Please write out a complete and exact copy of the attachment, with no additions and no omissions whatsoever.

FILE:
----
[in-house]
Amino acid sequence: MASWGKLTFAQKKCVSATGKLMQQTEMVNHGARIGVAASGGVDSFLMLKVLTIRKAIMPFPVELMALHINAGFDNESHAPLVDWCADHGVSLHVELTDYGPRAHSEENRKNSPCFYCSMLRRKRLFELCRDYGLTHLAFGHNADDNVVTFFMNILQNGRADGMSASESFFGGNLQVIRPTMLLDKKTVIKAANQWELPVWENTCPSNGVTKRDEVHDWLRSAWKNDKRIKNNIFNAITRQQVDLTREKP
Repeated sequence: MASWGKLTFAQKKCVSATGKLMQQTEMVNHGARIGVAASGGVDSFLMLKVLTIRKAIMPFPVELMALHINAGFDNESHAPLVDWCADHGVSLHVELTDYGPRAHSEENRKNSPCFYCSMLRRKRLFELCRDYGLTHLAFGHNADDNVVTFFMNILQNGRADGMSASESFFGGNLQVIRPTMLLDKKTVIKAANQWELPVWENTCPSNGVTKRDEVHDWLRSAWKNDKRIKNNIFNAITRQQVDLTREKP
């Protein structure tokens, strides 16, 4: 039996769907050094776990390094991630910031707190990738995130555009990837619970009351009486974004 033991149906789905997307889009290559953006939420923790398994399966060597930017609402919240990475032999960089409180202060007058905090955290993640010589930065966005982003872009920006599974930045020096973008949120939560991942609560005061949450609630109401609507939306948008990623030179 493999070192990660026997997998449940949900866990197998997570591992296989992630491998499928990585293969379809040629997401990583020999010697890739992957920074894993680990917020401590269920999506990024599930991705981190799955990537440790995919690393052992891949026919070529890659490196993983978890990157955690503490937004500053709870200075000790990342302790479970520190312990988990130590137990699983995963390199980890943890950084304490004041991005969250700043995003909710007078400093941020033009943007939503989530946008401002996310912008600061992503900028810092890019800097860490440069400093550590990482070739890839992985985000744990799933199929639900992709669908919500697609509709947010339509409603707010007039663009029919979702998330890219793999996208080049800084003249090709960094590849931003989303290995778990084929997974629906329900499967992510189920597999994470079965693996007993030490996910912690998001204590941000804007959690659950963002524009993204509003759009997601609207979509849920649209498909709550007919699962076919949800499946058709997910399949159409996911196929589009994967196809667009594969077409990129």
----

[in-house]
Amino acid sequence: MASWGKLTFAQKKCVSATGKLMQQTEMVNHGARIGVAASGGVDSFLMLKVLTIRKAIMPFPVELMALHINAGFDNESHAPLVDWCADHGVSLHVELTDYGPRAHSEENRKNSPCFYCSMLRRKRLFELCRDYGLTHLAFGHNADDNVVTFFMNILQNGRADGMSASESFFGGNLQVIRPTMLLDKKTVIKAANQWELPVWENTCPSNGVTKRDEVHDWLRSAWKNDKRIKNNIFNAITRQQVDLTREKP
Repeated sequence: MASWGKLTFAQKKCVSATGKLMQQTEMVNHGARIGVAASGGVDSFLMLKVLTIRKAIMPFPVELMALHINAGFDNESHAPLVDWCADHGVSLHVELTDYGPRAHSEENRKNSPCFYCSMLRRKRLFELCRDYGLTHLAFGHNADDNVVTFFMNILQNGRADGMSASESFFGGNLQVIRPTMLLDKKTVIKAANQWELPVWENTCPSNGVTKRDEVHDWLRSAWKNDKRIKNNIFNAITRQQVDLTREKP
């Protein structure tokens, strides 16, 4: 039996769907050094776990390094991630910031707190990738995130555009990837619970009351009486974004 033991149906789905997307889009290559953006939420923790398994399966060597930017609402919240990475032999960089409180202060007058905090955290993640010589930065966005982003872009920006599974930045020096973008949120939560991942609560005061949450609630109401609507939306948008990623030179 493999070192990660026997997998449940949900866990197998997570591992296989992630491998499928990585293969379809040629997401990583020999010697890739992957920074894993680990917020401590269920999506990024599930991705981190799955990537440790995919690393052992891949026919070529890659490196993983978890990157955690503490937004500053709870200075000790990342302790479970520190312990988990130590137990699983995963390199980890943890950084304490004041991005969250700043995003909710007078400093941020033009943007939503989530946008401002996310912008600061992503900028810092890019800097860490440069400093550590990482070739890839992985985000744990799933199929639900992709669908919500697609509709947010339509409603707010007039663009029919979702998330890219793999996208080049800084003249090709960094590849931003989303290995778990084929997974629906329900499967992510189920597999994470079965693996007993030490996910912690998001204590941000804007959690659950963002524009993204509003759009997601609207979509849920649209498909709550007919699962076919949800499946058709997910399949159409996911196929589009994967196809667009594969077409990129």